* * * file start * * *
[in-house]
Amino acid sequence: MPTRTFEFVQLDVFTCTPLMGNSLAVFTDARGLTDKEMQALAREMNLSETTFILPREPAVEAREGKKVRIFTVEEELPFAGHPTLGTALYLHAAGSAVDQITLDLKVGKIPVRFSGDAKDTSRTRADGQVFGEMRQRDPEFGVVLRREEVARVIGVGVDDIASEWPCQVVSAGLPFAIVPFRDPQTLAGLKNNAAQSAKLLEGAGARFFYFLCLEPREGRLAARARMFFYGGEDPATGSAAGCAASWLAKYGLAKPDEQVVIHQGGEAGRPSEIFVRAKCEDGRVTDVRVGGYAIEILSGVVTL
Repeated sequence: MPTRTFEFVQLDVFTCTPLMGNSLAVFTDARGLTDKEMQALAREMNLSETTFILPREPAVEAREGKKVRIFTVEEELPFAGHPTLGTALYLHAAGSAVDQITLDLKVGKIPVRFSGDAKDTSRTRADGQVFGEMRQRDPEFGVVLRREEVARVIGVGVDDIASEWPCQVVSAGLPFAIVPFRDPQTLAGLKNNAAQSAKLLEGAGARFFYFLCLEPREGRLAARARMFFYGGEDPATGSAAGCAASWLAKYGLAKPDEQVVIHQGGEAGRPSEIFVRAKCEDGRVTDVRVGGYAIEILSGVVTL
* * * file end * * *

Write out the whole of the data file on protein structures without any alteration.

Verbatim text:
[in-house]
Amino acid sequence: MPTRTFEFVQLDVFTCTPLMGNSLAVFTDARGLTDKEMQALAREMNLSETTFILPREPAVEAREGKKVRIFTVEEELPFAGHPTLGTALYLHAAGSAVDQITLDLKVGKIPVRFSGDAKDTSRTRADGQVFGEMRQRDPEFGVVLRREEVARVIGVGVDDIASEWPCQVVSAGLPFAIVPFRDPQTLAGLKNNAAQSAKLLEGAGARFFYFLCLEPREGRLAARARMFFYGGEDPATGSAAGCAASWLAKYGLAKPDEQVVIHQGGEAGRPSEIFVRAKCEDGRVTDVRVGGYAIEILSGVVTL
Repeated sequence: MPTRTFEFVQLDVFTCTPLMGNSLAVFTDARGLTDKEMQALAREMNLSETTFILPREPAVEAREGKKVRIFTVEEELPFAGHPTLGTALYLHAAGSAVDQITLDLKVGKIPVRFSGDAKDTSRTRADGQVFGEMRQRDPEFGVVLRREEVARVIGVGVDDIASEWPCQVVSAGLPFAIVPFRDPQTLAGLKNNAAQSAKLLEGAGARFFYFLCLEPREGRLAARARMFFYGGEDPATGSAAGCAASWLAKYGLAKPDEQVVIHQGGEAGRPSEIFVRAKCEDGRVTDVRVGGYAIEILSGVVTL